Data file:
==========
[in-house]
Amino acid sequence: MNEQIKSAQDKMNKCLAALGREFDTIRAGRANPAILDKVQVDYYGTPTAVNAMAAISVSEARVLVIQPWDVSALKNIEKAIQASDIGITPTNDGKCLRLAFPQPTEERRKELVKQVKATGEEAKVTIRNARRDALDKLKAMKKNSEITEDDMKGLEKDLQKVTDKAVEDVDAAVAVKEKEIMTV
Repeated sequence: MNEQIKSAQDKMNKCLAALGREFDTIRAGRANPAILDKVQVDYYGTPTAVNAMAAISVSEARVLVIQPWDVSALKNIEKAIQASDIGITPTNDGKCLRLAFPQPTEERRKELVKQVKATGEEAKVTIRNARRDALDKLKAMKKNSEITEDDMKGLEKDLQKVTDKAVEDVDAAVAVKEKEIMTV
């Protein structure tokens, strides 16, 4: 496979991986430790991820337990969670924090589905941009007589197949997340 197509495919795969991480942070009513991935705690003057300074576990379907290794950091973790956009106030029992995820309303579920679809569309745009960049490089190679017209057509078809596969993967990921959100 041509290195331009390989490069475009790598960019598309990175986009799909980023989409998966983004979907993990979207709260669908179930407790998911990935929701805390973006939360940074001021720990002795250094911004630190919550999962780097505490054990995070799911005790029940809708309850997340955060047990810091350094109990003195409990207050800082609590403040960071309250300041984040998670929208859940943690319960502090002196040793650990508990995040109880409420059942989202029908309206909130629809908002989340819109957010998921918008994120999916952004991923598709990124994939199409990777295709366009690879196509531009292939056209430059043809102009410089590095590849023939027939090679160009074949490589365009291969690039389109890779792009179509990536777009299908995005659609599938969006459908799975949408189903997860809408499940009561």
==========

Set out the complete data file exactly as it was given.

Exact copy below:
[in-house]
Amino acid sequence: MNEQIKSAQDKMNKCLAALGREFDTIRAGRANPAILDKVQVDYYGTPTAVNAMAAISVSEARVLVIQPWDVSALKNIEKAIQASDIGITPTNDGKCLRLAFPQPTEERRKELVKQVKATGEEAKVTIRNARRDALDKLKAMKKNSEITEDDMKGLEKDLQKVTDKAVEDVDAAVAVKEKEIMTV
Repeated sequence: MNEQIKSAQDKMNKCLAALGREFDTIRAGRANPAILDKVQVDYYGTPTAVNAMAAISVSEARVLVIQPWDVSALKNIEKAIQASDIGITPTNDGKCLRLAFPQPTEERRKELVKQVKATGEEAKVTIRNARRDALDKLKAMKKNSEITEDDMKGLEKDLQKVTDKAVEDVDAAVAVKEKEIMTV
């Protein structure tokens, strides 16, 4: 496979991986430790991820337990969670924090589905941009007589197949997340 197509495919795969991480942070009513991935705690003057300074576990379907290794950091973790956009106030029992995820309303579920679809569309745009960049490089190679017209057509078809596969993967990921959100 041509290195331009390989490069475009790598960019598309990175986009799909980023989409998966983004979907993990979207709260669908179930407790998911990935929701805390973006939360940074001021720990002795250094911004630190919550999962780097505490054990995070799911005790029940809708309850997340955060047990810091350094109990003195409990207050800082609590403040960071309250300041984040998670929208859940943690319960502090002196040793650990508990995040109880409420059942989202029908309206909130629809908002989340819109957010998921918008994120999916952004991923598709990124994939199409990777295709366009690879196509531009292939056209430059043809102009410089590095590849023939027939090679160009074949490589365009291969690039389109890779792009179509990536777009299908995005659609599938969006459908799975949408189903997860809408499940009561």